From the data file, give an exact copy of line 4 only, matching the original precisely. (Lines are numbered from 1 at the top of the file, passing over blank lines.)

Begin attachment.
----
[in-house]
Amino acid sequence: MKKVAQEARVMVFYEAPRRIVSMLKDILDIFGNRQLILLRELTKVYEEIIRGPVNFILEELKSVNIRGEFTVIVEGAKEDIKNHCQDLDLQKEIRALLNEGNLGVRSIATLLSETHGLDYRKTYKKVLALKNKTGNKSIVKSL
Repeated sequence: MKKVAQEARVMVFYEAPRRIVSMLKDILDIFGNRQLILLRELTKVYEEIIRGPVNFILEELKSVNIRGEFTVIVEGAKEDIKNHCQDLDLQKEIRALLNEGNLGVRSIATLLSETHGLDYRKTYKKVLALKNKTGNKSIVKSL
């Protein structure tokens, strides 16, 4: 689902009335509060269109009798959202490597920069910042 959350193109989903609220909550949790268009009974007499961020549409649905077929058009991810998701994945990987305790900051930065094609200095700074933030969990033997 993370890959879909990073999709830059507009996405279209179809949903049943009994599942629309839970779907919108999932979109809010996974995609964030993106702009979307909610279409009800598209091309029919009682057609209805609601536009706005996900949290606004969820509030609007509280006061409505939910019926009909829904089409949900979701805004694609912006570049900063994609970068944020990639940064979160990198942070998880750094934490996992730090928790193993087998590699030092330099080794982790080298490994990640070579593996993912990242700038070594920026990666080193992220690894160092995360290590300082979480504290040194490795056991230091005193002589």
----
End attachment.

């Protein structure tokens, strides 16, 4: 689902009335509060269109009798959202490597920069910042 959350193109989903609220909550949790268009009974007499961020549409649905077929058009991810998701994945990987305790900051930065094609200095700074933030969990033997 993370890959879909990073999709830059507009996405279209179809949903049943009994599942629309839970779907919108999932979109809010996974995609964030993106702009979307909610279409009800598209091309029919009682057609209805609601536009706005996900949290606004969820509030609007509280006061409505939910019926009909829904089409949900979701805004694609912006570049900063994609970068944020990639940064979160990198942070998880750094934490996992730090928790193993087998590699030092330099080794982790080298490994990640070579593996993912990242700038070594920026990666080193992220690894160092995360290590300082979480504290040194490795056991230091005193002589």